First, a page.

It's a pandemic

Russell Baker

June 23, 1993|By Russell Baker

MR. W.C.T. of Otisville, N.Y., has a grievance against "names." They don't answer his letters. He has sent me a letter complaining about it.

What Mr. W.C.T. means by "names" is that small group of Americans who do all the talking, or writing, or performing, or bossing. Then there are "ordinary" people, meaning people who get the epistolary cold shoulder from the "names." Or as Mr. W.C.T. puts it:

"I want it to be known that there is a pandemic in this land of 'names' who simply refuse to devote resources to providing the courtesy of a reply to an ordinary person."

He says he generally writes a letter a month, usually to a "name." Among "names" who have not replied he lists Vice President Gore, Senator Moynihan, former Gov. Jerry Brown of California, Charles Osgood of CBS News and Johnny Carson. The response to 20 years of sending 12 letters a year to "names" has been "nearly uniform: no response."

Something about this letter makes me suspect Mr. W.C.T. is trying to have a little joke with me, but I hope not. I want to believe he is really angry about this. Somebody ought to be.

It is rudeness pure and loutish not to respond to a civil letter. When "names" behave rudely to "ordinary" letter-writing people they contribute to the spreading barbarianism that makes American life increasingly crude.

W.C.T.'s complaint goes to the heart of a dangerous national problem. This is the growing frustration among "ordinary" people with a society that doesn't listen to them or even care what they have to say.

The small, privileged crowd with the luxury of being constantly read, watched and listened to is blessedly favored in today's America. Noblesse oblige, Mr. W.C.T. says, should compel its members to answer letters from commoner humanity. He has a point.

The only way most Americans can get an audience nowadays is by listening carefully when they talk to themselves.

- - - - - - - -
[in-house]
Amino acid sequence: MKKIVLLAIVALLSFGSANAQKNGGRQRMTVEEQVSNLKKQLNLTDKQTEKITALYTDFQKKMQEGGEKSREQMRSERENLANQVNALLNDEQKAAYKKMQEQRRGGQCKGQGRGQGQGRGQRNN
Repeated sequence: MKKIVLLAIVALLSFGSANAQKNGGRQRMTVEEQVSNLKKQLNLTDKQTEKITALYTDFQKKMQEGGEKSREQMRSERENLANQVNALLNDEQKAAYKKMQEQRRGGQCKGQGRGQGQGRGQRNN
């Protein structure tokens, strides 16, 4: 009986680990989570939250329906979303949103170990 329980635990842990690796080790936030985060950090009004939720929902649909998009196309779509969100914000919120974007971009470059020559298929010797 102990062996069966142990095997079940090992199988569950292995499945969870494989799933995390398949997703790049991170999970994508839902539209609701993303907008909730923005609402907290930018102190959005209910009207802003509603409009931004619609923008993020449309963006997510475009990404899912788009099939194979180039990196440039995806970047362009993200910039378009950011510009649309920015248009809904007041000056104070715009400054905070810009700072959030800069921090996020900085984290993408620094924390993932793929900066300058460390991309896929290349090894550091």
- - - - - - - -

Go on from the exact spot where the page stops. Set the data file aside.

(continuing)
There are radio talk shows, of course, but the people who screen callers usually look for somebody likely to provide entertainment value. This puts a premium on a willingness to rant, be clownish or perhaps be insulted by the host.

And what is the host? A "name." Since he wouldn't answer a

letter from you, you'd be daft to suppose he's giving you two minutes of his precious air time because he thinks you can say anything worth listening to.

This is show biz, Ernie, and you're not Prince Hamlet, nor George Bernard Shaw, nor even Sam Donaldson, but just another spear carrier.

Why do "names" fail to answer letters from "ordinary" people? Many reasons. Illiteracy, for instance. No "name" wants to betray it to "ordinary" people by sending them mail filled with graceless sentences.

Many "names," though once literate, have lost their writing know-how after years of communicating only by telephone and fax. "Names" who communicate by mail are swiftly stigmatized as behind the times, which can be death to a "name's" reputation.

Would Connie Chung be sitting beside Dan Rather today if People magazine had reported that she always wrote letters because she couldn't learn to fax right?

Some "names" who could write an intelligible letter if forced at gunpoint to take pen in hand tell me they never do so because stamps are prohibitively expensive. Ten responses to "ordinary" people cost a "name" $2.90.

Admittedly this is not bankruptive to the average "name," but suppose we're talking of the kind of "name" who receives 5,000 letters per week. That's $1,450 a week. Baseball players can afford that, but most "names" cannot.

I, for one, certainly cannot. Since you classify me as a "name," Mr. W.C.T., let me make it clear that, "name" or no "name," I cannot afford $1,450 a week for stamps.

True, I do not receive 5,000 letters a week. Last week there were only three. I would have answered them all, but one must consider his reputation. The three people getting those responses might think any "name" who had time to answer his mail couldn't be a 5,000-letters-a-week "name," but must be a very negligible "name" indeed. Still, to fight the spreading barbarianism, I might answer one next week. Not Mr. W.C.T.'s, though.

Russell Baker is a columnist for the New York Times.

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